Ralph Peters' Red Army is effectively an anti- technothriller; it's impressionistic to the point that there are hardly any numbers in it. Not one single calibre, weight, very few designations, damned few distances. It's mainly about the people, highest to lowest.

My recommendation is Small Ship, Big War- the Voyages of the Hibiki, a story that began as an after action report on the Matrixgames forums, following one Japanese destroyer through the war(game) in the Pacific, and grew into something that I would say stands comparison with The Caine Mutiny. Takes a while for the author to get the feel of the characters, but gets there.
 

zaffre

front-runner for Pantone Colour of the Year 2019
Location
Massachusetts
#51
Turtledove’s quality goes up dramatically the shorter his works get - imo his best AH piece and his best overall thing are Lee at the Alamo and Vilcabamba, which are both pretty short stories.

I also have to give a shout-out to For Want Of A Nail, which has its flaws but is also fairly unique in being a “dry history-book ATL” that is actually, er, a book-length published book. More well-paced than most of that type, and not reliant on lazy parallelism - the wider world gets sort of random over time, but I think FWOAN is one of the best of its “type” of AH.
 

The Red

Well-known member
Published by SLP
#53
Ruins of an American Party System is very good.
It is, at least from what I’ve read of it, I lost touch with it after the 1932 election but you’ve reminded to get caught up again. A very well constructed scenario that nonetheless flows very naturally for the most part, even the unlikely events seem more like the “reality is unrealistic” moments that you might find in OTL.
 

moth

Mothleton
Location
Portsmoth
#54
Ruins of an American Party System is very good.
It does what I feel a lot of TLs struggle doing, which is self-justify itself with the events being plausible outcomes of the events within the TL, rather than the Rumsfeldia thing of stacking too high in one direction only to pull the rug out, or the more generic thing of converging with OTL too much because the author doesn't know where to go with their own project.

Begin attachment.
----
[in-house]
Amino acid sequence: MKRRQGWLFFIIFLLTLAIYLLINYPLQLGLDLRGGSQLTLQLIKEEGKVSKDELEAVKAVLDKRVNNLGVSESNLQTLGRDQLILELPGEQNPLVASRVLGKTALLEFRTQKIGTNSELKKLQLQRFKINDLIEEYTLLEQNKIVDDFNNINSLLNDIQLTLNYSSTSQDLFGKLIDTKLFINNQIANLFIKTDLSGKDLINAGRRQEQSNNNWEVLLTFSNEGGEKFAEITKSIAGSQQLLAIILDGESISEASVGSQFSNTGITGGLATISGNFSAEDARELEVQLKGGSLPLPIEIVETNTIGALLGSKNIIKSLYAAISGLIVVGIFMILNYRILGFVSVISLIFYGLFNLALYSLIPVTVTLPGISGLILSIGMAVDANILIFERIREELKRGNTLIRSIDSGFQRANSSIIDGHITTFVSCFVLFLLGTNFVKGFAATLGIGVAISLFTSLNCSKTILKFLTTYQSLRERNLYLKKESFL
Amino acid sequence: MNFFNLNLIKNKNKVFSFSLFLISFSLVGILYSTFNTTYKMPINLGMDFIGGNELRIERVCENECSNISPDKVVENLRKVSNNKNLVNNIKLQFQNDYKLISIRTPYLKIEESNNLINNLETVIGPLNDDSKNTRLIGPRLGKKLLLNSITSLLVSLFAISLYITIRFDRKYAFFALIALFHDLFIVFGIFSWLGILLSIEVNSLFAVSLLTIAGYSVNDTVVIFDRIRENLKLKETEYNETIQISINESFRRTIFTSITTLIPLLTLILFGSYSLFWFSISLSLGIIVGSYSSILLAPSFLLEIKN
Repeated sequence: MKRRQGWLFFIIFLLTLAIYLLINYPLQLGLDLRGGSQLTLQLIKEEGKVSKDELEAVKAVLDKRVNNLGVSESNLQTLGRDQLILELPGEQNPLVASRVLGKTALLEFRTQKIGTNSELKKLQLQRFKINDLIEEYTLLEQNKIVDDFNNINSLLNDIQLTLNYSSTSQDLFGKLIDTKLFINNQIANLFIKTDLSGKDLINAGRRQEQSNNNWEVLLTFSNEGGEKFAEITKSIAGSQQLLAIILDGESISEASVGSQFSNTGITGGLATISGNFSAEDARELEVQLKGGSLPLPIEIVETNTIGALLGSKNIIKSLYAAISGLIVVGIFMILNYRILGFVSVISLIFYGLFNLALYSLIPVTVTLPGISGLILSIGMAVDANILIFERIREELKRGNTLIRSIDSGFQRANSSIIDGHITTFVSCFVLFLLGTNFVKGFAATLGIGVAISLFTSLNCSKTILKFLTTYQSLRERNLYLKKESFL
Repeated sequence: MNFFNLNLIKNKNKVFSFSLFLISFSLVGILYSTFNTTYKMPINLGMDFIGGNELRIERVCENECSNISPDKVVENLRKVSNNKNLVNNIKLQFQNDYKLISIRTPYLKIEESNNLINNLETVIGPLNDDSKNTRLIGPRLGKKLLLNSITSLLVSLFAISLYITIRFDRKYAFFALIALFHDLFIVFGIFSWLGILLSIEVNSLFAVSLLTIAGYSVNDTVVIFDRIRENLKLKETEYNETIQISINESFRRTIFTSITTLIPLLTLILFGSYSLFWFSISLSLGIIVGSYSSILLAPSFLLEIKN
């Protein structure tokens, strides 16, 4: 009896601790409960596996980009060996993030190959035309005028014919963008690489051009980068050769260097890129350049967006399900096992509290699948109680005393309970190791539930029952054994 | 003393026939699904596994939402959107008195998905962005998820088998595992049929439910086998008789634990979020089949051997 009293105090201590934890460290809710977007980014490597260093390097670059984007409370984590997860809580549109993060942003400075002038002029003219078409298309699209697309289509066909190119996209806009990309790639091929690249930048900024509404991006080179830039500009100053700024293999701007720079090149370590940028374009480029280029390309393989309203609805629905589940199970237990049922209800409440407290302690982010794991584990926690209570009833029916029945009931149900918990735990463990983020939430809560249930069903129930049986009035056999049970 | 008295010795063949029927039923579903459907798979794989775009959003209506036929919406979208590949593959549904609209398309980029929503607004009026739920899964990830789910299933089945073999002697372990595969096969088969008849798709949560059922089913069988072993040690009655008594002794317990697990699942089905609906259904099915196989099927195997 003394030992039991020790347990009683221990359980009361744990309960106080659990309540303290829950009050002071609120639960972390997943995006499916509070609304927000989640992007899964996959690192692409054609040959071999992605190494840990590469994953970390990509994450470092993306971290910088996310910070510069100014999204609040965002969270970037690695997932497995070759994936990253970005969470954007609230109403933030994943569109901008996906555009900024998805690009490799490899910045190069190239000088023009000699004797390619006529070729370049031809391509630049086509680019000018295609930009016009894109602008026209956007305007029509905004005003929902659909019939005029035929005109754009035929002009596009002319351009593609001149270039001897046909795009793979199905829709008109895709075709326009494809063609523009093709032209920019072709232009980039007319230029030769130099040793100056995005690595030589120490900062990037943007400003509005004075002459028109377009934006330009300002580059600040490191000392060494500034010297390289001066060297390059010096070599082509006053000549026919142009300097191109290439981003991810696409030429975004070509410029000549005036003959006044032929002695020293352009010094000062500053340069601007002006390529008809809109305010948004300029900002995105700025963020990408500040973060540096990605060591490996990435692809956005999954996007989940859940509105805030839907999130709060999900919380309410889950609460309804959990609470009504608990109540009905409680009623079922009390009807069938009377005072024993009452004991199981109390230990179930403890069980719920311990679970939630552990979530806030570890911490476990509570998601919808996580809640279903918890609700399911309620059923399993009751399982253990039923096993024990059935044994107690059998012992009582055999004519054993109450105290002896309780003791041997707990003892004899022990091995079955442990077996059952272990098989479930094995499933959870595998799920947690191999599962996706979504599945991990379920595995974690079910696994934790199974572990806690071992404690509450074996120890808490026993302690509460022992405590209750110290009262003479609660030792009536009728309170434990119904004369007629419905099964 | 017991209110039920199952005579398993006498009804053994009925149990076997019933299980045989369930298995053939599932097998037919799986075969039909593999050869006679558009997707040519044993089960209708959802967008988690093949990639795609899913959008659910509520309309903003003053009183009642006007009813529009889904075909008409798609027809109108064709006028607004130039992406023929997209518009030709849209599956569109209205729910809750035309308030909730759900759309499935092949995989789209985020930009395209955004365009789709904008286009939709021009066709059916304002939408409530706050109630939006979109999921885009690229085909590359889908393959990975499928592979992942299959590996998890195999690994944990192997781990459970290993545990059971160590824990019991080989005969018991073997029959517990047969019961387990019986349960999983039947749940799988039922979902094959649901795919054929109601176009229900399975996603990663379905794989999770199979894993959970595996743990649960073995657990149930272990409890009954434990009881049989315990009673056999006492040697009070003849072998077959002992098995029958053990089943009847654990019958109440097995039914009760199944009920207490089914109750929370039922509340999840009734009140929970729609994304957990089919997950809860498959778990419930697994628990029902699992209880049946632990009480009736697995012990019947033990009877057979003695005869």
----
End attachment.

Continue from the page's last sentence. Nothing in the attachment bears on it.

I agree, it's very good.
 

Von Callay

The Leader - Just a Man
#55
I can't remember the title but there was a short story by Turtledove that @Thande showed me if I remember correctly.

The premise was that Britain had fallen to the Nazis but a Fighting Britain had battled on beyond the seas. To no avail. The Teutonic war machine had crushed the Soviet Union and finally come marching over the Khyber Pass and captured the jewel of the old Empire's crown. And it was basically how does the Indian independence movement, revolving around Gandhi and the principle of nonviolent civil disobedience, deal with the British colonial government being replaced by a Nazi Reichskommissariat.
"The Last Article"?
 

Coiler

Connoisseur of the Miscellaneous
Location
Nu Yawk
#57
It's not my absolute favorite and it's not perfect, but I found Zhirinovksy's Russian Empire to be remarkably good at avoiding a lot of the pitfalls it could have stumbled into. It manages to avoid being too "boom boom goes the tank" and it uses the "vignette newspaper clipping" style in a way that actually flows pretty well.
 

napoleon IV

The Spectre of Communism Is A Planet-Sized Ghost
#58
It's not my absolute favorite and it's not perfect, but I found Zhirinovksy's Russian Empire to be remarkably good at avoiding a lot of the pitfalls it could have stumbled into. It manages to avoid being too "boom boom goes the tank" and it uses the "vignette newspaper clipping" style in a way that actually flows pretty well.
One of the things that I like about Zhirinovsky's Russian Empire is that the author acknowledges that the premise is implausible, and puts serious effort into justifying how it could have happened. The sequence of events still doesn't hold up great from a plausibility standpoint, but it's a lot better than the typical AH strategy of handwaving away implausibility.